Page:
Pros and cons of pursuing Cuban free agent Hector Olivera


The Miami Marlins have been linked to Cuban middle infield prospect Hector Olivera, according to reports by the Miami Herald’s Clark Spencer. Spencer reports that the 29 year-old Cuban is asking for a deal in the $50-70 million dollar range.

It’s hard to believe that the Marlins would be able to compete with other more motivated and financially capable teams given that kind of expense. Regardless, it is useful to sum up the pros and cons of the Marlins, or any other clubs, pursuing Olivera.

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Baseball America’s Ben Badler wrote a quick scouting report after Olivera’s showcase in front of scouts at the Giant’s academy in the Dominican Republic. Badler cites a 60 yard dash in the high 6s, which is slightly above average. Olivera was “not flashy at second base” but scouts said he looked “like a steady defender.” They also remarked that he had a “plus arm” but was not displaying it at the showcase.

Scouts also liked Olivera’s bat speed and he “showed a tick above average power.” The Cuban was able to hit the ball hard to all fields and has a good history of making good contact in games. Scouts also “lauded his hitting approach and strike zone” management.

This seems to congruent with the stats he has put up in the Cuban National Series. One of the most notable things about the CNS is how hitter friendly of a league it is. Many other Cubans have left the island and excelled in the Majors in recent years from Aroldis Chapman to Jose Abreu and there is no question that Olivera could join that cohort of players.

Olivera has slashed .323/.407/.505 in 10 seasons in Cuba, flashing a .182 ISO with nearly 18 home runs per 600 plate appearances. Certain other statistics are hardly as reliable because his 11.2% walk rate and 7.6% strikeout rate would be considered pedestrian in the major leagues.

At face value it seems like Olivera best comparisons would be Chase Headley or Martin Prado with more power. I don’t doubt that his bat will play in the majors; maybe not at the level of an Abreu but certainly a tick above league average at second base and close to league average at third.


Kelly McDaniel over at Fangraphs gave a quick run-down of what’s concering about Olivera straight out of the gate. He cites a “worrisome medical track record” which includes a case of thrombosis in his left biceps which knocked him out for the 2012-13 Serie Nacional season and limited him to primarily DHing in 2013-14. Sources have characterized the thrombosis as “very serious” and some have called it “life threatening.” Although this could be a strategy to drive the Cuban’s price down.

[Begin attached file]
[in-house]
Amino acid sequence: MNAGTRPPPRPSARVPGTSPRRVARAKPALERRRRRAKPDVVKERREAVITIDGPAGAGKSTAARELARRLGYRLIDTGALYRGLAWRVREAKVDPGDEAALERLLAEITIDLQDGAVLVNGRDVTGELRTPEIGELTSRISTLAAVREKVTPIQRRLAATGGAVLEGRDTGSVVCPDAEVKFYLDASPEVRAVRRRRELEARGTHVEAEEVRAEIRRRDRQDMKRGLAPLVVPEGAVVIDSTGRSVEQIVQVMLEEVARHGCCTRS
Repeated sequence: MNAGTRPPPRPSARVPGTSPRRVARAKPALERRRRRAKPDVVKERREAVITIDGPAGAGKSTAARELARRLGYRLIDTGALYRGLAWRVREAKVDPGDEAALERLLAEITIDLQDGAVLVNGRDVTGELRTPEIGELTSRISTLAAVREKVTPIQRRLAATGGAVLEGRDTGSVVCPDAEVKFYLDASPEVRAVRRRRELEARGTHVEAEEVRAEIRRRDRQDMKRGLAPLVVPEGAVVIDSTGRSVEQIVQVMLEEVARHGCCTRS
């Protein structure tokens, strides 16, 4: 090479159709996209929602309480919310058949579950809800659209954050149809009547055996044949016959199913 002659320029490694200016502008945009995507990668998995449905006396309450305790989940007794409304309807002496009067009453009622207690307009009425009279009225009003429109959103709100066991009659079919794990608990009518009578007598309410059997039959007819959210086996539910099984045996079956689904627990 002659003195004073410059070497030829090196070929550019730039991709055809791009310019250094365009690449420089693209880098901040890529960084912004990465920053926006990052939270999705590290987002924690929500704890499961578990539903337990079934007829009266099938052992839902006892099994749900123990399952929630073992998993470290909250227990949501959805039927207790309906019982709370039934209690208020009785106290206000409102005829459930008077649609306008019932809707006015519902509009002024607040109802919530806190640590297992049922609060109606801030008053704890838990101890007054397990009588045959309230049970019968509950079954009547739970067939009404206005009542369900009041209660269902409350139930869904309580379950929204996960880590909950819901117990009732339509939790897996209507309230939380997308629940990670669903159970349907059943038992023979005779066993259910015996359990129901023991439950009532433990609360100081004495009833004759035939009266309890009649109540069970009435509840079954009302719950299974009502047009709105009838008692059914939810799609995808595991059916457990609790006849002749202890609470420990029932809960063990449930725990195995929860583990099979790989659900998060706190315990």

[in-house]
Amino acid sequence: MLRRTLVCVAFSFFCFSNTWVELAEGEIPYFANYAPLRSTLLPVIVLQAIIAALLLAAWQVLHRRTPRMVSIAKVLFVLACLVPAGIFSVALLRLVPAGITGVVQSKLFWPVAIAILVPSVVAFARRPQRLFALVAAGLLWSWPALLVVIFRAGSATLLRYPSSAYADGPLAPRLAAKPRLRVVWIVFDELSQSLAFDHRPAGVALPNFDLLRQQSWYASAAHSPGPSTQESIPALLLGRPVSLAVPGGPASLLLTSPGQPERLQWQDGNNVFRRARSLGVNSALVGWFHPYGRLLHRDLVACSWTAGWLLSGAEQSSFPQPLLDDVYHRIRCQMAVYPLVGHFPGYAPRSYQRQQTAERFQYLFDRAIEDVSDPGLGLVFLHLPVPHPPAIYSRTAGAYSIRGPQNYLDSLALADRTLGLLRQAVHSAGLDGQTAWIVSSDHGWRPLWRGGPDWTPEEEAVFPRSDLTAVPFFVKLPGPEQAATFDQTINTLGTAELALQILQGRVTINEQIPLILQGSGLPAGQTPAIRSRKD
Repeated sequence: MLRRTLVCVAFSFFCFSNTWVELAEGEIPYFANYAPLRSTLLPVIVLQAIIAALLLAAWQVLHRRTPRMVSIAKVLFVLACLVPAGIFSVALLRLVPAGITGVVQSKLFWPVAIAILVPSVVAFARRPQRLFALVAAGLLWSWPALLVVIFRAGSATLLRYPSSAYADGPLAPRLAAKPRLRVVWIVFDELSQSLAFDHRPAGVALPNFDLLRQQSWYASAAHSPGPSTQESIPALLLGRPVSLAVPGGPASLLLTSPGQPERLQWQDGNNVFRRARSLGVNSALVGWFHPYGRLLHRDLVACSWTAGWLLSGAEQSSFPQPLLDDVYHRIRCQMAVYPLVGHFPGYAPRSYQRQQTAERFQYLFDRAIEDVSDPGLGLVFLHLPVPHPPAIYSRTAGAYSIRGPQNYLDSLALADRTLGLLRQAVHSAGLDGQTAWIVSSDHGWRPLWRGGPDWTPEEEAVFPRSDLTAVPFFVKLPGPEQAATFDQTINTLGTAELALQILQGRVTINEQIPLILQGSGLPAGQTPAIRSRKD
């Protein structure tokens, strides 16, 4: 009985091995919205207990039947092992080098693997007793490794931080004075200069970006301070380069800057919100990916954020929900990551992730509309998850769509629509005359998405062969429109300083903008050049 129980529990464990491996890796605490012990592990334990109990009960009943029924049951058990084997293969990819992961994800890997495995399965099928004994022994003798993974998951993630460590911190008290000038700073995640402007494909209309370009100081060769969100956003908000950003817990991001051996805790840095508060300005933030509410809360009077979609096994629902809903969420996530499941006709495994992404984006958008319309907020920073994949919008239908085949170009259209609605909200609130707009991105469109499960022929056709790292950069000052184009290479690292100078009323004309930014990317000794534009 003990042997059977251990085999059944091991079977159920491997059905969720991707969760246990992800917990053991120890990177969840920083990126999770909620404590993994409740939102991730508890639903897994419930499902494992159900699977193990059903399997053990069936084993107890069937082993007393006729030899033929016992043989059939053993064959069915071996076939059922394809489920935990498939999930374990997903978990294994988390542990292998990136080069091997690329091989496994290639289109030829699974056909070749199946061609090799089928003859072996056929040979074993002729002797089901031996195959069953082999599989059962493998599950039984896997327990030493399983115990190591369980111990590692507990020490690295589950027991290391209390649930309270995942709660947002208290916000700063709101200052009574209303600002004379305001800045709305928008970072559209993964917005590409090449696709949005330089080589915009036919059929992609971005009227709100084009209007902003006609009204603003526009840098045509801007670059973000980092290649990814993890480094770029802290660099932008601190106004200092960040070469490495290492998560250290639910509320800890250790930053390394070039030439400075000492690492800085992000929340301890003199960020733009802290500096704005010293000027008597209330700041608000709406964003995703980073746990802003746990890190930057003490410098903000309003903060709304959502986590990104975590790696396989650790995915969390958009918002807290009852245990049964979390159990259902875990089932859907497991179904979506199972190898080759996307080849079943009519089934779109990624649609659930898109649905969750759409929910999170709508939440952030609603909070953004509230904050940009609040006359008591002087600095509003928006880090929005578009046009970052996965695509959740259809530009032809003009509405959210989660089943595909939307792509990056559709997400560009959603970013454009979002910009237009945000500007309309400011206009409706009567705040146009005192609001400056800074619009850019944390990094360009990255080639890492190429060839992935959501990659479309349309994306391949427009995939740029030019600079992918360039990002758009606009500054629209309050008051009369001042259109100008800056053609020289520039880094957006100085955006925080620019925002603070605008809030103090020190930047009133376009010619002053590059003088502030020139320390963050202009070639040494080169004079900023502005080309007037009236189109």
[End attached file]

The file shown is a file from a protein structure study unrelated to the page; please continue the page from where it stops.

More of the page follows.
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  • Finally, there are two joint concerns regarding Olivera: his fitness and conditioning as well as his age. Teams would be signing a player that seemingly was fatigued during his workout and hasn’t consistently played the field for two full Serie Nacional seasons. It is a much more intriguing question whether the entire package is as sound as advertised. No Major League team would spend the kind of money to get a primary DH with good middle infield power and average power at third base.

    These concerns about Olivera’s fitness go along with the dilemma inherent in signing a player already 29 years-old and in the decline phase of his career, to a long term deal. Logic dictates that this would not be smart, as his best days are behind him, but if the market will bear it I don’t see why Olivera won’t sign a long term deal that takes him into his 30s.


    The recent success of Cuban free agents in Major League Baseball has created an unlikely international market of which Hector Olivera is one of the most interesting cases. He is an older player with some confounding health issues with a solid skill set that will probably translate well to the major leagues: a solid glove and a bat with good pop and a solid approach at the plate, albeit against marginal pitchers in a hitter friendly league.

    The Marlins seem to be set at both second and third base at the time but for other teams the risk in signing Olivera could ultimately be worth the reward. I must ask, is he really worth as much as baseball people say he is?

    I say no.

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